bring on battle at Spring Hill, he was unable to get the corps of his Army to attack and co-operate, as desired. He was thus checkmated for two days, and finally lost the battle. Had our immortal Chieftain foreseen the result of this inactivity, he would, doubtless, have ordered and acted differently. Before proceeding further, I will produce additional evidence from Federal sources, in order to make still more manifest the opportunity which was lost to the Confederate arms on the 29th of November, at Spring Hill. Shortly after the war, I met in New Orleans Colonel Fullerton, of the United States Army; he was Schofield's adjutant general at the time of these events, in connection with which he wrote me the following: New Orleans, La., October 20th, 1865. to General Hood. General:--The only body of United States troops on the battlefield of Spring Hill, Tennessee, on the 29th of November, 1864, was the Second Division of the Fourth Army Corps. I think the division was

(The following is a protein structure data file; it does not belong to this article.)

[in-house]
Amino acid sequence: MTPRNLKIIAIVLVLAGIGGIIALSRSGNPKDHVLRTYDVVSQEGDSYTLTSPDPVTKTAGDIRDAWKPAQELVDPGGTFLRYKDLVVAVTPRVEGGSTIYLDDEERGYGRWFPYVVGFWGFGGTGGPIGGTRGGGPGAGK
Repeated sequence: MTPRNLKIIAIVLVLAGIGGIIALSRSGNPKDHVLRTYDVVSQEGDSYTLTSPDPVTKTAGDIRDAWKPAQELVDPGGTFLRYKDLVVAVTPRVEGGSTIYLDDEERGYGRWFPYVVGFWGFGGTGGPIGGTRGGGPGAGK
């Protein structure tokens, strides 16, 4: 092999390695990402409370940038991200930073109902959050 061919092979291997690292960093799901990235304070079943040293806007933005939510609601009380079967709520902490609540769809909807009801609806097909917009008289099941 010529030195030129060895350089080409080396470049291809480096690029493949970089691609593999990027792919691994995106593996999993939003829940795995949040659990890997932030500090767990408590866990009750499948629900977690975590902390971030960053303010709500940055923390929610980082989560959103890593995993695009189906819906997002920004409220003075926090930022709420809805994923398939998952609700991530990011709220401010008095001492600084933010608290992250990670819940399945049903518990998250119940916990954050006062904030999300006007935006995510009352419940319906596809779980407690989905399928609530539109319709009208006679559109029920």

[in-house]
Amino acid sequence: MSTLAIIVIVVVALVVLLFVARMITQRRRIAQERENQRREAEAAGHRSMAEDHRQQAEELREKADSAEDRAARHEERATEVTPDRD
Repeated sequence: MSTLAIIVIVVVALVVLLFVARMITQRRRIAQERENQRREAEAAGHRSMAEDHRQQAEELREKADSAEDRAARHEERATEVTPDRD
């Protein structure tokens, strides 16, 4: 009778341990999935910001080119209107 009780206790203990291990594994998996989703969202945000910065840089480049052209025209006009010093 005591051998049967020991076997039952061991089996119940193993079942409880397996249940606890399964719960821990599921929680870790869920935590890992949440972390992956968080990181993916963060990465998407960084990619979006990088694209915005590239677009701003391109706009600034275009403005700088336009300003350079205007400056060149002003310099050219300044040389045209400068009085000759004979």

surface of the stream, already bristling with abatis, infantry parapets, and epaulements for batteries. After careful reconnoissance, an attack directly in front was negatived: so Warren, with the 2d and a division of the 6th corps, was impelled farther to our left (south), with instructions to feel for the enemy's flank and turn it if possible, while each corps commander should more closely examine the ground in his front, and report on the practicability of an assault. The next day Nov. 29. was spent in this reconnoissance — the Rebel defenses being of course strengthened every hour--Gen. Wright, commanding a division of the 6th corps, reporting, at 6 P. M., that he had discovered a point on our extreme right where an assault might be made with a good prospect of cheap and decisive success. Warren soon reported from our left that he had outflanked the enemy's line of defenses, and could easily assault and turn them. Meade thereupon decided to attack at all points next morni